Taking the slickly produced pop/hip hop hit and stripping it back to lovely effect, Thristan has shown her ability once again to find the heart of a song with her faultless vocal. Much better than the original, and well worth a listen.
Comprising 12 tracks of straight pop with great depth and tone, Australian vocalist Daniel Koek has released a new album titled ‘High’ (available on iTunes now).
Dominated by Koek’s spectacular vocals, the album is a great showcase for a performer who recently ended his run in the West End and Les Miserables’ Jean Valjean. It’s no surprise that he has a great voice then, but the album has much more than that to offer.
With a serious tone to match the serious talent, the songs unfold gradually, many of them building to huge final choruses having started quietly. This formula, far from being predictable, allows that stellar vocal to develop track after track. The backing, ranging from simple acoustic moments to full horn, strings and orchestral sections, is brilliantly recorded, each tiny nuance adding an impressive whole.
The song selection is good too. Presumably chosen and arranged to compliment Koek’s voice, the collection of pre-existing pop hits, musical numbers and classical pieces suit him perfectly. In particular, the evenly paced ‘You’re the Only Place’ gives a lot of room for an operatic-pop vocal, while ‘Always and Forever’ is a fittingly heartfelt closer to a very good listen. Top track honours however probably go to the new, double layered arrangement of classic Les Mis song ‘Bring Him Home’, featuring the vocal not only of Koek but guest Jonathan Ansell.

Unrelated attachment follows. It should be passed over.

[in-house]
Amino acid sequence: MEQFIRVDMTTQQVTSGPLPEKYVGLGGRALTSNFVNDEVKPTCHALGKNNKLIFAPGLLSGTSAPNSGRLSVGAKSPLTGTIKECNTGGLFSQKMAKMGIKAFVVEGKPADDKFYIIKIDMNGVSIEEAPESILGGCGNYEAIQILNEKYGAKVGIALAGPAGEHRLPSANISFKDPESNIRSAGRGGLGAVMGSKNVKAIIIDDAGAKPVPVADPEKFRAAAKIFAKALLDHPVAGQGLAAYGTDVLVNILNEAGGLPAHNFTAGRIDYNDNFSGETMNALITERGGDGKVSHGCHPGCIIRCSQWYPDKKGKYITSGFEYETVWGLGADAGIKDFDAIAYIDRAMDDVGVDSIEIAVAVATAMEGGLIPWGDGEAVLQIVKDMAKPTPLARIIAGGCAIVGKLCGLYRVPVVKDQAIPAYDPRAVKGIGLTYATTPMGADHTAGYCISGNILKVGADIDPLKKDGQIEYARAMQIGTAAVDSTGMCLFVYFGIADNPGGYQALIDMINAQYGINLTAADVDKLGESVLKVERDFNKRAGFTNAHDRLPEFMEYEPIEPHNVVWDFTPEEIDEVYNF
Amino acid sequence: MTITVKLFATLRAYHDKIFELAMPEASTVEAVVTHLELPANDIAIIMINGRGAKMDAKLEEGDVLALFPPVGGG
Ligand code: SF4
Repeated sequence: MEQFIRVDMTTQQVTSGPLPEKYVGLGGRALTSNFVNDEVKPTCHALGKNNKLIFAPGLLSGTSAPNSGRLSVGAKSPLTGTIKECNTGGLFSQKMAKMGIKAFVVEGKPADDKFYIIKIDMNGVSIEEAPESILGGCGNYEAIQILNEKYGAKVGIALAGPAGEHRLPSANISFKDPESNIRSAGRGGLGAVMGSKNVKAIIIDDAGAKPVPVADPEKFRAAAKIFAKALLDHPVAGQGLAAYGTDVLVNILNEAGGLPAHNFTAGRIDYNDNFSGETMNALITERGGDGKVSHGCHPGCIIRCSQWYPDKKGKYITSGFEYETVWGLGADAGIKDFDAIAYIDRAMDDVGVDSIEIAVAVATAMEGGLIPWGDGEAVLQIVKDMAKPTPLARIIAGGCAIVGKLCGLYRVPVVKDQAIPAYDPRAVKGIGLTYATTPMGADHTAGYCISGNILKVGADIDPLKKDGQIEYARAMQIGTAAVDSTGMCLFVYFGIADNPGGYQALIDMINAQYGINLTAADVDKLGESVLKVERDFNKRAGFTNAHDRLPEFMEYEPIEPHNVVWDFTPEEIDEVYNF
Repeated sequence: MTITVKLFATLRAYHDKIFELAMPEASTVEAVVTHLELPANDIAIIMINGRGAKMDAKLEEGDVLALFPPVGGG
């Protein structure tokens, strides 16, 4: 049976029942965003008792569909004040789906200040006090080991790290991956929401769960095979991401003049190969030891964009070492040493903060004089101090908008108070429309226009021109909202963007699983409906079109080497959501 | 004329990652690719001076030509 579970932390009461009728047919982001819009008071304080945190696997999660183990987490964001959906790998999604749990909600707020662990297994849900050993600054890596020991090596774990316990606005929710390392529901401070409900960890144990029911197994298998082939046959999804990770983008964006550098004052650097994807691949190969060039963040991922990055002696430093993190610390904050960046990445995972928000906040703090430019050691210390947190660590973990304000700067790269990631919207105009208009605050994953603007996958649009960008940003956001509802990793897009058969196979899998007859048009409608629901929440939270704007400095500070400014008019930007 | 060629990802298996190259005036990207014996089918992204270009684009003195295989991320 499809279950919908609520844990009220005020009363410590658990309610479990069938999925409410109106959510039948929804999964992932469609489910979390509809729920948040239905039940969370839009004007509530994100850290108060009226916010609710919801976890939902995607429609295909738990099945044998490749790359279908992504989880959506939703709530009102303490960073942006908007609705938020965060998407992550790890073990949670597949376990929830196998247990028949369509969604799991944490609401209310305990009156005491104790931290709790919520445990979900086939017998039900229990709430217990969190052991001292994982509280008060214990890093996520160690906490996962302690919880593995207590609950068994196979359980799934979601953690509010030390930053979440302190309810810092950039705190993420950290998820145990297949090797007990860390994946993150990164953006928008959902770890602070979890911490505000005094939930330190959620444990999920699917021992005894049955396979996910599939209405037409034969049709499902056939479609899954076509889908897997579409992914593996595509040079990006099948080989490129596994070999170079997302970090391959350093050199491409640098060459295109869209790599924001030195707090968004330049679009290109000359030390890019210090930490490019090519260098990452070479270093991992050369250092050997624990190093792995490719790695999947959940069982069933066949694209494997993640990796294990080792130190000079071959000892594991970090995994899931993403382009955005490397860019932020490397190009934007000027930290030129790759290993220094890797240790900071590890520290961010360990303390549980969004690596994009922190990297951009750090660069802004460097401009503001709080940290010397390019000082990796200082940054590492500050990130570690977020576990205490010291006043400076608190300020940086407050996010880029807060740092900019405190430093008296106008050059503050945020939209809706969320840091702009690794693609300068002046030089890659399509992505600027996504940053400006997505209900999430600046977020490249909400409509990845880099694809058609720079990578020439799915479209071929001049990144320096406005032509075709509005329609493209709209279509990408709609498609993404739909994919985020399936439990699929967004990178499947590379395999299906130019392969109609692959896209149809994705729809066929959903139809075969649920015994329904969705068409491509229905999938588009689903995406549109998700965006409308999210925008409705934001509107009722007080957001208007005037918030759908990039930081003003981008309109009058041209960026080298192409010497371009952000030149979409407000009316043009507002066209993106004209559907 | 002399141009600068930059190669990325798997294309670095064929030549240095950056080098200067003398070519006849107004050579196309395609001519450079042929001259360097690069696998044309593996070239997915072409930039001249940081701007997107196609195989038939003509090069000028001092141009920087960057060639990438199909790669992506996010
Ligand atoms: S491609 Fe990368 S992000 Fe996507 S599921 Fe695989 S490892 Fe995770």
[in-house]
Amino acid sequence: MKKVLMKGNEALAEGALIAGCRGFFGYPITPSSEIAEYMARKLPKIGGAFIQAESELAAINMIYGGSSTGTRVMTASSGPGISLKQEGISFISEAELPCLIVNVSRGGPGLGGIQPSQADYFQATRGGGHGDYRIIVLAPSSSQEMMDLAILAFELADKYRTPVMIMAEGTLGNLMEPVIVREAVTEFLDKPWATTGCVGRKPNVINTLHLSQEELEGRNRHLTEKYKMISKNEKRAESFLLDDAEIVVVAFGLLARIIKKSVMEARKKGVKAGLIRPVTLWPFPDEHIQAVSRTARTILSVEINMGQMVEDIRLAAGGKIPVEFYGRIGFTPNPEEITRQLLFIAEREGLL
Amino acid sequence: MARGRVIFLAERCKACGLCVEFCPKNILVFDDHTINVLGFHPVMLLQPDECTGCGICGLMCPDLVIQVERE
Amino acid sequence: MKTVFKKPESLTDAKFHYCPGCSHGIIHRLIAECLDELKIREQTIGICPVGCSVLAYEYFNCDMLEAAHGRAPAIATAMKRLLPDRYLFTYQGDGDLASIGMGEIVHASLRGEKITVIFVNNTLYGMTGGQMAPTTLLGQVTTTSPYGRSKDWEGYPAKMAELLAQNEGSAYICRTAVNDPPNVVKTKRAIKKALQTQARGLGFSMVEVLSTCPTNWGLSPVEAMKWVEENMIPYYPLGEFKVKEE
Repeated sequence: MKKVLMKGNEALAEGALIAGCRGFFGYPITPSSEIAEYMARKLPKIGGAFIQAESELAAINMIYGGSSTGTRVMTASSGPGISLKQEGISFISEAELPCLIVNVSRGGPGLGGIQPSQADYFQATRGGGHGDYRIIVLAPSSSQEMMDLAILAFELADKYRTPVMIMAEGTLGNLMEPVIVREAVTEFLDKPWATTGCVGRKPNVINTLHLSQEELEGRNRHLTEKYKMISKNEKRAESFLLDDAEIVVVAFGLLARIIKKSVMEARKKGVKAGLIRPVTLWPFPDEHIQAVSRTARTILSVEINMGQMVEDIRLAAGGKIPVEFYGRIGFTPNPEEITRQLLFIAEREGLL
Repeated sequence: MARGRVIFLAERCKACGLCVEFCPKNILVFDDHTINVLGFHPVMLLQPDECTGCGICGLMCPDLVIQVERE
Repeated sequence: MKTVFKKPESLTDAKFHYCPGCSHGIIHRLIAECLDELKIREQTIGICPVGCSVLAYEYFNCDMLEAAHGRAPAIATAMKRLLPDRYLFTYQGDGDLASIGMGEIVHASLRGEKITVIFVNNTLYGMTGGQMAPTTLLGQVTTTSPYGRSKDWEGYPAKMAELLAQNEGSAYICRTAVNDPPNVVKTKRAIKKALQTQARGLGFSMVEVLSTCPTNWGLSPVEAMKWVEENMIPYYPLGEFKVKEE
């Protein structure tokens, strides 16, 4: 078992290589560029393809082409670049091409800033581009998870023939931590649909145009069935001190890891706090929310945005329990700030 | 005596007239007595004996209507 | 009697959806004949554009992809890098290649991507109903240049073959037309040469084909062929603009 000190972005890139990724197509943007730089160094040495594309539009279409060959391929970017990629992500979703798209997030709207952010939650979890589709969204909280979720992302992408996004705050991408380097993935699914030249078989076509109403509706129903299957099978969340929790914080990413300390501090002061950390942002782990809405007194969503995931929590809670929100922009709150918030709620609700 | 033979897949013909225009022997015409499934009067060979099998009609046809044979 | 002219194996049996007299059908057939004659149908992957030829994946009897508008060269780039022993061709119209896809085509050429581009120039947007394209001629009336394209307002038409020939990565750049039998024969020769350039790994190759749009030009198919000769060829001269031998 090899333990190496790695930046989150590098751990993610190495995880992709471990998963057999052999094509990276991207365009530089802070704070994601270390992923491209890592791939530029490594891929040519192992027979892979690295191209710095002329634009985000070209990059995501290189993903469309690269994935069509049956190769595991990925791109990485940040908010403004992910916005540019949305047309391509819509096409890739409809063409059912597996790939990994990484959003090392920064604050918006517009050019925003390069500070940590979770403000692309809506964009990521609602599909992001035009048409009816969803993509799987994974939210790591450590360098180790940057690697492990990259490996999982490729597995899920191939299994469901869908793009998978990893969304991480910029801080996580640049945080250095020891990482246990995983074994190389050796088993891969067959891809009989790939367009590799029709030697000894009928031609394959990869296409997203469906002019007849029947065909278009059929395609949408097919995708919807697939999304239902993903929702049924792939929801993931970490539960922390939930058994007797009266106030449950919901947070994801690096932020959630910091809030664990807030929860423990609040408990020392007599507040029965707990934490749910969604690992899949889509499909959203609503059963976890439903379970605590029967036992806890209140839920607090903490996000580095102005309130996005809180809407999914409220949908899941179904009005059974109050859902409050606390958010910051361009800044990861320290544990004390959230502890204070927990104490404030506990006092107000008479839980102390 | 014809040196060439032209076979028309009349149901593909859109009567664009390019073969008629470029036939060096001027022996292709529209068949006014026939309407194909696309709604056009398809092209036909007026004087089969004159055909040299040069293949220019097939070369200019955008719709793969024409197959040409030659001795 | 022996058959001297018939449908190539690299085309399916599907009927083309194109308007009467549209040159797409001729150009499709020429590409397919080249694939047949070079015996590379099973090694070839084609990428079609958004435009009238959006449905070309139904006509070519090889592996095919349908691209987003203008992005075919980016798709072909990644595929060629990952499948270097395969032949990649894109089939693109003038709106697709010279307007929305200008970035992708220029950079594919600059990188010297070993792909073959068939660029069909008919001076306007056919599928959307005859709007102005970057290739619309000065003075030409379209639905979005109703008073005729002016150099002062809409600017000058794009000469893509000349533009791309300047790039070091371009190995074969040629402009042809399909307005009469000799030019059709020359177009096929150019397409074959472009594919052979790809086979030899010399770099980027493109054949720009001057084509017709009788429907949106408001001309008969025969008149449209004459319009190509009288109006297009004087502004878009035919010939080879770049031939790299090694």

Poignant in more ways than one, the video above is a snippet of the latest single from the globe trotting vocal group Tenors of Rock – a cover of Dire Straits’ timeless hit ‘Brothers in Arms’.
The single itself is typical Tenors of Rock fare, an already evocative track given a different slant with the soaring harmonies. However, the track also comes attached to a recent sporting tragedy.
Welsh rugby league player Danny Jones passed away on the pitch recently from complications surrounding a heart condition, and is survived by his wife and two small twin daughters. Touched by his passing, Tenors of Rock have released ‘Brothers in Arms’ in tribute to the player, with profits going directly to his family.
Like we said before, poignant in more ways than one.
Hot on the heels of his debut solo album ‘Change of Heart’, vocalist-turned-actor-turned-vocalist Jules Knight is releasing a new single from the LP titled ‘It’s Only Life’. The single – a contemplative, slow build pop song which does evolve into something of an epic – is a real crowd pleaser, a slickly produced ballad which doesn’t stray into cheese.
This is particularly important given the fact that, in another life, this could easily have been a track on Lionel Richie’s heyday playlist. Richie is now a well established proponent of the old school mainstream, but Jules Knight’s more contemporary feel keeps it radio friendly and hugely accessible.
There’s no denying this is music built for a wide target audience, and there’s no doubt that musical cynics might be sniffy of its mass appeal. But this isn’t made for hipsters or wannabe critics – this is a song for people who simply enjoy a good, impassioned singalong.
Find album ‘Change of Heart’, including the single, on iTunes now.